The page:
Tofu: The UK’s Most Misunderstood Food?
Say the word tofu in just about any setting and watch as people wrinkle their nose in disgust. It’s somewhat natural since most of us only know tofu as a soggy, white, tasteless block that’s touted by vegans and people in the fringe as a great way to get away from eating meat. However, tofu might just be the UK’s most misunderstood food. What is tofu and what should you know?
What Is Tofu?
Tofu is one of those foods that you either love or hate. The good news is that even if you hate it, you can learn to love it. Chances are good that you just haven’t had it prepared the right way. Tofu is really nothing more than fermented soy milk that has been curdled and then pressed into block form.
It’s sort of like cheese made from cow’s milk, at least in how it is produced, if not in taste. As a food, it dates back over 2,000 years in China, and remains an incredibly popular dish there, and is becoming more and more popular in the UK.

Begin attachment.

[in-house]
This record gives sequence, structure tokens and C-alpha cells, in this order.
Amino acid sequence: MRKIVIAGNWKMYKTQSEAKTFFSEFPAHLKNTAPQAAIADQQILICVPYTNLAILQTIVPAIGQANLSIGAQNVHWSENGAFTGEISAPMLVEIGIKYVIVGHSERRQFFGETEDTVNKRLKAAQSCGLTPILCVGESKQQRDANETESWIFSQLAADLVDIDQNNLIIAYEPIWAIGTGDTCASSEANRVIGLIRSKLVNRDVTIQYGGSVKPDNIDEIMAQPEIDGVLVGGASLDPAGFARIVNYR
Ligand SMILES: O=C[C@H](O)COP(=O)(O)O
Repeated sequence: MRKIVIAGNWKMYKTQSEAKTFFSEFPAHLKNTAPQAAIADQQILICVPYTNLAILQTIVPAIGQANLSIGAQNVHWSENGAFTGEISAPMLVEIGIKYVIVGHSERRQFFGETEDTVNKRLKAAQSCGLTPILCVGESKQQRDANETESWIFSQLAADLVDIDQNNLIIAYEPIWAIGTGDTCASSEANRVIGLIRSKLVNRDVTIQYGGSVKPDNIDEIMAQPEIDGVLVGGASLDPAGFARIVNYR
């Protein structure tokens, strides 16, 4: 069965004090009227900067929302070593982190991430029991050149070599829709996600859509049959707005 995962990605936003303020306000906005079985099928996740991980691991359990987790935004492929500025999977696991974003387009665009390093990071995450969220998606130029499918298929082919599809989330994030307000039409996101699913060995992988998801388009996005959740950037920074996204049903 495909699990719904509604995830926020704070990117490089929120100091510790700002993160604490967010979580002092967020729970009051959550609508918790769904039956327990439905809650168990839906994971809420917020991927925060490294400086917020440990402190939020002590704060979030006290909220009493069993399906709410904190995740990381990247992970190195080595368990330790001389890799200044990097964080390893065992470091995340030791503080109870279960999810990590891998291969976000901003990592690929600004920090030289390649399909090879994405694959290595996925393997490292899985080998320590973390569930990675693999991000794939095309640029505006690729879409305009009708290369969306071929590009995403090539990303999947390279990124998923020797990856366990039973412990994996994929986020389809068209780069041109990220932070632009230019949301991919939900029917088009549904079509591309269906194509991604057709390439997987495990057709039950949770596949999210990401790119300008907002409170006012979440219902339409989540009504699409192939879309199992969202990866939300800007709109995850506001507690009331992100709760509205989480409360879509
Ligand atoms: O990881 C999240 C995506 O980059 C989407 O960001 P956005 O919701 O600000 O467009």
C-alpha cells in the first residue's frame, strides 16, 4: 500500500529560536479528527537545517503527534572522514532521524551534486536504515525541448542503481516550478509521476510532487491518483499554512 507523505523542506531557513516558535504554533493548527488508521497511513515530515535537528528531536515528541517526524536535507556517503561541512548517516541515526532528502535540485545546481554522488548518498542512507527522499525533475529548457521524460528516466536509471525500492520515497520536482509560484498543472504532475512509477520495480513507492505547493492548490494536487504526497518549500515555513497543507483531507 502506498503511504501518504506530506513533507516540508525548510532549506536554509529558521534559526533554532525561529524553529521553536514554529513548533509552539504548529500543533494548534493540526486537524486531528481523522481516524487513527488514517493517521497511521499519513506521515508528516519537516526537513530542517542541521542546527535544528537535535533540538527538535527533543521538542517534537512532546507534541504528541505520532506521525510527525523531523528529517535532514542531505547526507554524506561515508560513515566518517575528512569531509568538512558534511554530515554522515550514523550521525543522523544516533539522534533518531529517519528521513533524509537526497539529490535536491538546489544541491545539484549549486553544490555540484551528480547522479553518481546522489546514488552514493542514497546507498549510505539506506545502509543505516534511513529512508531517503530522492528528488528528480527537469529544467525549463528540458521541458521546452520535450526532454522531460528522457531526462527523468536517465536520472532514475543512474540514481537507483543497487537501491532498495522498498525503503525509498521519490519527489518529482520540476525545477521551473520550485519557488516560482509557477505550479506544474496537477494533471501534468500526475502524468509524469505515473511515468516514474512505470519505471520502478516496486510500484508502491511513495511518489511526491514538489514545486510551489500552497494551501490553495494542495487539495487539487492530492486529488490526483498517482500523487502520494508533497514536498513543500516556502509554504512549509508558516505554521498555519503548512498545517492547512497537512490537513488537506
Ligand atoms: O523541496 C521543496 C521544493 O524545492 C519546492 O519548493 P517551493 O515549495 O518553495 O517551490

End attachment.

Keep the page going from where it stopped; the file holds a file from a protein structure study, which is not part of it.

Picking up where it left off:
What About The Taste?
While some people actually enjoy eating tofu uncooked in its rubbery, spongy natural form, most of us prefer to cook it. The good news is that you can cook tofu in just about any way you might want.
Cooking with Tofu
Tofu lends itself well to a range of cooking techniques, but most of them do require that the tofu is dried a bit before cooking. To do this, you’ll need to cut the block into pieces the size you want to cook with, and then either salt and drain, or press between paper towels and then allow them to air dry.
Raw tofu contains a lot of water, and if you don’t get most of it out before cooking, chances are good that your meal won’t be all that tasty (and that the tofu pieces won’t hold together through the cooking process).
One popular way to prepare tofu is to cut it into small blocks (about an inch long and half an inch wide), dry them, and then batter them using nutritional yeast. These can then be baked or pan-fried, and added to a wide range of dishes, although rice dishes make excellent options here. It can also be grilled, added to a quinoa salad, and even made into “fries”.